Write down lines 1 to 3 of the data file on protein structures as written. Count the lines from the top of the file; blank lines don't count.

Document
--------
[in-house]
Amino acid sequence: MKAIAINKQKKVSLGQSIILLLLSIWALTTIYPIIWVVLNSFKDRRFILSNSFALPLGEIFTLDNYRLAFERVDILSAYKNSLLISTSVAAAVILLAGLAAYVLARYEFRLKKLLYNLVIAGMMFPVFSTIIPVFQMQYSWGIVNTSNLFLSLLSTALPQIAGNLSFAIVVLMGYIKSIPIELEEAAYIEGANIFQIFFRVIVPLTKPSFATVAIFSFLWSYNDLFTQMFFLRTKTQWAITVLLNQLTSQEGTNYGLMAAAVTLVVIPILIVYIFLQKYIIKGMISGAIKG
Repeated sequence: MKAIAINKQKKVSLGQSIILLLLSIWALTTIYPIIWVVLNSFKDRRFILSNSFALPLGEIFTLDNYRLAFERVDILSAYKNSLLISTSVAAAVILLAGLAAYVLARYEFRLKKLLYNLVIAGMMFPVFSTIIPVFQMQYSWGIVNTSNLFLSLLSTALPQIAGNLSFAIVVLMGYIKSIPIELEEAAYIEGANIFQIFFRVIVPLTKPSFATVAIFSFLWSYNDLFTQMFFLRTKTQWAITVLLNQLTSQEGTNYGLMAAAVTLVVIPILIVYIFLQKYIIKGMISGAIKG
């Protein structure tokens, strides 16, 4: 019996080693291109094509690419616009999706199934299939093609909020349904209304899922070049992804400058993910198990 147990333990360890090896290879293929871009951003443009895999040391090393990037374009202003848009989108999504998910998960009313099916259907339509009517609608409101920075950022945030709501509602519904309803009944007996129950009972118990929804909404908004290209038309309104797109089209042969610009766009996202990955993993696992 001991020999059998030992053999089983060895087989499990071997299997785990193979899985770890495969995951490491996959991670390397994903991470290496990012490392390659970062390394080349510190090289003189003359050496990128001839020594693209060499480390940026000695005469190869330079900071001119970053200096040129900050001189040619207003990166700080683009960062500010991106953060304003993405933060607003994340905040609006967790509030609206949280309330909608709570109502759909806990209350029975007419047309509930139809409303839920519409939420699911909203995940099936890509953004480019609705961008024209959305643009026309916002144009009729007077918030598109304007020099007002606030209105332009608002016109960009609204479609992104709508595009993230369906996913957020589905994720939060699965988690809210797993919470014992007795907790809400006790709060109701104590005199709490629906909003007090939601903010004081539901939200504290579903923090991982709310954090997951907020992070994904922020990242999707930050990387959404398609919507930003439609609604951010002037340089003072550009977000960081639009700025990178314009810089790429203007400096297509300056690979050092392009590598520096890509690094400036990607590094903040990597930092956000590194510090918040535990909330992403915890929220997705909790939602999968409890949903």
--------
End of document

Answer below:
[in-house]
Amino acid sequence: MKAIAINKQKKVSLGQSIILLLLSIWALTTIYPIIWVVLNSFKDRRFILSNSFALPLGEIFTLDNYRLAFERVDILSAYKNSLLISTSVAAAVILLAGLAAYVLARYEFRLKKLLYNLVIAGMMFPVFSTIIPVFQMQYSWGIVNTSNLFLSLLSTALPQIAGNLSFAIVVLMGYIKSIPIELEEAAYIEGANIFQIFFRVIVPLTKPSFATVAIFSFLWSYNDLFTQMFFLRTKTQWAITVLLNQLTSQEGTNYGLMAAAVTLVVIPILIVYIFLQKYIIKGMISGAIKG
Repeated sequence: MKAIAINKQKKVSLGQSIILLLLSIWALTTIYPIIWVVLNSFKDRRFILSNSFALPLGEIFTLDNYRLAFERVDILSAYKNSLLISTSVAAAVILLAGLAAYVLARYEFRLKKLLYNLVIAGMMFPVFSTIIPVFQMQYSWGIVNTSNLFLSLLSTALPQIAGNLSFAIVVLMGYIKSIPIELEEAAYIEGANIFQIFFRVIVPLTKPSFATVAIFSFLWSYNDLFTQMFFLRTKTQWAITVLLNQLTSQEGTNYGLMAAAVTLVVIPILIVYIFLQKYIIKGMISGAIKG